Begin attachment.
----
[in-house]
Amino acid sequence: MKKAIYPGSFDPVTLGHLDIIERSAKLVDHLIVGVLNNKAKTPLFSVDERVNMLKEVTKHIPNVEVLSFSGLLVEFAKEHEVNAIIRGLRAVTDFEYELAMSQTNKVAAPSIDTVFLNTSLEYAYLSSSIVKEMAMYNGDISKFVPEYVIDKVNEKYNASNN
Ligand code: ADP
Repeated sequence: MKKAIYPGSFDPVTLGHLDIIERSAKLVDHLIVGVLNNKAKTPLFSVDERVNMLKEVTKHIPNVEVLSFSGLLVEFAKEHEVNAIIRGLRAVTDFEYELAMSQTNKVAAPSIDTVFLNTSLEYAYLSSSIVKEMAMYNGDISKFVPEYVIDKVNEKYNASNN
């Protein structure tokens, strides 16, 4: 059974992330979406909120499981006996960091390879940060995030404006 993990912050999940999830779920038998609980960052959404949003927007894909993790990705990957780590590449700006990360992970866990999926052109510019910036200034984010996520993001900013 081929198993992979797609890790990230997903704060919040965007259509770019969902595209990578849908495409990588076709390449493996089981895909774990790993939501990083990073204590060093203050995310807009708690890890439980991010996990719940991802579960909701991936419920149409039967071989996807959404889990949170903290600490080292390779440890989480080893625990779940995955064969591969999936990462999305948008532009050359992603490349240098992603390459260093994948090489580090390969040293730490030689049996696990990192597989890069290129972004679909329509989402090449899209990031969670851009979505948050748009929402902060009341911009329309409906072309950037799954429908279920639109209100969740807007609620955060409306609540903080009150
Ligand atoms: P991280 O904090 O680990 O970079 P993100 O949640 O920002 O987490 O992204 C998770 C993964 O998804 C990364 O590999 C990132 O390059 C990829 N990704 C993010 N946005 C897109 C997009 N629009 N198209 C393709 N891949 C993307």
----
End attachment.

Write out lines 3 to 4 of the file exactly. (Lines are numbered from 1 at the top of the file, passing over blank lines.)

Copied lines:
Ligand code: ADP
Repeated sequence: MKKAIYPGSFDPVTLGHLDIIERSAKLVDHLIVGVLNNKAKTPLFSVDERVNMLKEVTKHIPNVEVLSFSGLLVEFAKEHEVNAIIRGLRAVTDFEYELAMSQTNKVAAPSIDTVFLNTSLEYAYLSSSIVKEMAMYNGDISKFVPEYVIDKVNEKYNASNN